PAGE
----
# Need help with number of equiprobable outcomes

## Homework Statement

A subway train made up of $n$ cars is boarded by $r$ passengers $(r < n)$,
each entering a car completely at random. What is the probability of the
passengers all ending up in different cars?

## Homework Equations

$P(A) = \frac{N(A)}{N}$

$A$ - no more than one passenger enters any car

## The Attempt at a Solution

Part 1. Finding the total number of equiprobable outcomes $N$
The book says that the number of equiprobable outcomes $N$ is $n^r$.
I've set up a table (included in the attachment) with 3 cars and 2
passengers and came up with only 6 equiprobable outcomes. What
I don't understand is that the passenger will not be in two cars at
once so why would the solution be $N = n*n*...*n = n^r$.

EDIT:
Another book with the same problem with the same solution.

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Dick
Science Advisor
Homework Helper

## Homework Statement

A subway train made up of $n$ cars is boarded by $r$ passengers $(r < n)$,
each entering a car completely at random. What is the probability of the
passengers all ending up in different cars?

## Homework Equations

$P(A) = \frac{N(A)}{N}$

$A$ - no more than one passenger enters any car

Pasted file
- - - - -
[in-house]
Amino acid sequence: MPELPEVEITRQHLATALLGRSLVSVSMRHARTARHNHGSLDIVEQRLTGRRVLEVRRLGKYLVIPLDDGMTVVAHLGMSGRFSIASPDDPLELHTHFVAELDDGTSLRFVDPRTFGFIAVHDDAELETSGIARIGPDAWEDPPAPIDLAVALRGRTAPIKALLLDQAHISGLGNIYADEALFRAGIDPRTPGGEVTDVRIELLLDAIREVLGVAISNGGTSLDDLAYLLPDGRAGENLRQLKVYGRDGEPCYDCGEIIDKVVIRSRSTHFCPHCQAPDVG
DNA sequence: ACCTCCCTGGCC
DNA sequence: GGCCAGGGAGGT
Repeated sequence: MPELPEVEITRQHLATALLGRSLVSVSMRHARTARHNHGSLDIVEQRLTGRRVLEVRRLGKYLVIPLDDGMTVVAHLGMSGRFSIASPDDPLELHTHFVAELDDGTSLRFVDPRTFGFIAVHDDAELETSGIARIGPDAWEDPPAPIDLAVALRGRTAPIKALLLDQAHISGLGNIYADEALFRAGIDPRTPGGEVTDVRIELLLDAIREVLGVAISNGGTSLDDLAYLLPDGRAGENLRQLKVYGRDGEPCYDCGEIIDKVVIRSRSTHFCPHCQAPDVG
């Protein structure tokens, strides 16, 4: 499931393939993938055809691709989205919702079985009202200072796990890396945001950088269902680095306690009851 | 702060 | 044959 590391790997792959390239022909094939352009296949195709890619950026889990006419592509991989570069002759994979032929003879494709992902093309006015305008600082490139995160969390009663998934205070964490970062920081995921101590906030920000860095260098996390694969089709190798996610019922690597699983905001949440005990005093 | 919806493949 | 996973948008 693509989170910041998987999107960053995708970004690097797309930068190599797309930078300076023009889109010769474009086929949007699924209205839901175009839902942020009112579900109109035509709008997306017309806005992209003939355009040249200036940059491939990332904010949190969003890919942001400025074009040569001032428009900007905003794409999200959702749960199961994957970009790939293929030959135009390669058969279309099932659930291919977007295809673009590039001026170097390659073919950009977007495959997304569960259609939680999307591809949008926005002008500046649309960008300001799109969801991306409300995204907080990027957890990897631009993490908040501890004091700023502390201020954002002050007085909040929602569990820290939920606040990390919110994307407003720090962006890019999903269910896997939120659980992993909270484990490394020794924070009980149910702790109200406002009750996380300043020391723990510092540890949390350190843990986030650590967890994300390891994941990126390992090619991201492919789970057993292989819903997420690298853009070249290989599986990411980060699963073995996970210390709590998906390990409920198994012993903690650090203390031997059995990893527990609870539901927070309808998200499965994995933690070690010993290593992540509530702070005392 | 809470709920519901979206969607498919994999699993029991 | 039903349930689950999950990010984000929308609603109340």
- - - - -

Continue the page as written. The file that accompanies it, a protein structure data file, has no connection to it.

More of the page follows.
## The Attempt at a Solution

Part 1. Finding the total number of equiprobable outcomes $N$
The book says that the number of equiprobable outcomes $N$ is $n^r$.
I've set up a table (included in the attachment) with 3 cars and 2
passengers and came up with only 6 equiprobable outcomes. What
I don't understand is that the passenger will not be in two cars at
once so why would the solution be $N = n*n*...*n = n^r$.

EDIT:
Another book with the same problem with the same solution.

The 6 you have there is the number of restricted outcomes where there aren't two passengers in any car N(A). The N in the problem is the number of total outcomes, where any number of passengers can be in a car. The N is 3^2=9. which is the n^r. The probablity is the quotient. Got it? The N isn't the restricted outcomes. N(A) is the restricted outcomes.

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